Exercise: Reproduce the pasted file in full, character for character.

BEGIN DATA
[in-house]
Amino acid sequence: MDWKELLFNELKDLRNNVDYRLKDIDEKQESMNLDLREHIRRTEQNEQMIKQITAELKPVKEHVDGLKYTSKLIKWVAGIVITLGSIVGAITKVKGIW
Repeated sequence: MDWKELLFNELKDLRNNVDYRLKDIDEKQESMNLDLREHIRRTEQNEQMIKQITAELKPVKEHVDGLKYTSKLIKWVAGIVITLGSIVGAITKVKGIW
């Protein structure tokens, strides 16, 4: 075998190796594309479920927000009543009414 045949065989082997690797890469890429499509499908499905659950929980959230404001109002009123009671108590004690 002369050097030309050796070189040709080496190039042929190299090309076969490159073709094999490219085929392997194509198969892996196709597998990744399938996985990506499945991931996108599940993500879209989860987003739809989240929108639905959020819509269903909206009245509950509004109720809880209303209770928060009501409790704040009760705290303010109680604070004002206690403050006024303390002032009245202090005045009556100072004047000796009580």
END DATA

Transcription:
[in-house]
Amino acid sequence: MDWKELLFNELKDLRNNVDYRLKDIDEKQESMNLDLREHIRRTEQNEQMIKQITAELKPVKEHVDGLKYTSKLIKWVAGIVITLGSIVGAITKVKGIW
Repeated sequence: MDWKELLFNELKDLRNNVDYRLKDIDEKQESMNLDLREHIRRTEQNEQMIKQITAELKPVKEHVDGLKYTSKLIKWVAGIVITLGSIVGAITKVKGIW
């Protein structure tokens, strides 16, 4: 075998190796594309479920927000009543009414 045949065989082997690797890469890429499509499908499905659950929980959230404001109002009123009671108590004690 002369050097030309050796070189040709080496190039042929190299090309076969490159073709094999490219085929392997194509198969892996196709597998990744399938996985990506499945991931996108599940993500879209989860987003739809989240929108639905959020819509269903909206009245509950509004109720809880209303209770928060009501409790704040009760705290303010109680604070004002206690403050006024303390002032009245202090005045009556100072004047000796009580």